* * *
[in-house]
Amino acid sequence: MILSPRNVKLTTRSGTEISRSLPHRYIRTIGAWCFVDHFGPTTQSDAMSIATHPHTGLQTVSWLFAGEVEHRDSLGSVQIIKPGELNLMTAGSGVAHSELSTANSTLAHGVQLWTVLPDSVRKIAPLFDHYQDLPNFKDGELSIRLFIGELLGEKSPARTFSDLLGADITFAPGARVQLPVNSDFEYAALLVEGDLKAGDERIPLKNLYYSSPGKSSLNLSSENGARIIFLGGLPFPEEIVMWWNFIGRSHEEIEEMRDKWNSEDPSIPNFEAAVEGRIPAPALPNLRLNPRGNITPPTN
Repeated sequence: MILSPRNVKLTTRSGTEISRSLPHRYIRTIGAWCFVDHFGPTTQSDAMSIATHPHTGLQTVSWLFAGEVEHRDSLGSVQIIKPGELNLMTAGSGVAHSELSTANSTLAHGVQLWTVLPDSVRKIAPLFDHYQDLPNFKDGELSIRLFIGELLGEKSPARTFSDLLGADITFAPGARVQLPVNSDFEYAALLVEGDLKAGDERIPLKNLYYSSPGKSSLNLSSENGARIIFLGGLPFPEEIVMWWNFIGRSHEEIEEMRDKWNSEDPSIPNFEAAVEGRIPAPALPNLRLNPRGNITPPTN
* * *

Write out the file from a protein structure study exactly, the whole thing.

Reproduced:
[in-house]
Amino acid sequence: MILSPRNVKLTTRSGTEISRSLPHRYIRTIGAWCFVDHFGPTTQSDAMSIATHPHTGLQTVSWLFAGEVEHRDSLGSVQIIKPGELNLMTAGSGVAHSELSTANSTLAHGVQLWTVLPDSVRKIAPLFDHYQDLPNFKDGELSIRLFIGELLGEKSPARTFSDLLGADITFAPGARVQLPVNSDFEYAALLVEGDLKAGDERIPLKNLYYSSPGKSSLNLSSENGARIIFLGGLPFPEEIVMWWNFIGRSHEEIEEMRDKWNSEDPSIPNFEAAVEGRIPAPALPNLRLNPRGNITPPTN
Repeated sequence: MILSPRNVKLTTRSGTEISRSLPHRYIRTIGAWCFVDHFGPTTQSDAMSIATHPHTGLQTVSWLFAGEVEHRDSLGSVQIIKPGELNLMTAGSGVAHSELSTANSTLAHGVQLWTVLPDSVRKIAPLFDHYQDLPNFKDGELSIRLFIGELLGEKSPARTFSDLLGADITFAPGARVQLPVNSDFEYAALLVEGDLKAGDERIPLKNLYYSSPGKSSLNLSSENGARIIFLGGLPFPEEIVMWWNFIGRSHEEIEEMRDKWNSEDPSIPNFEAAVEGRIPAPALPNLRLNPRGNITPPTN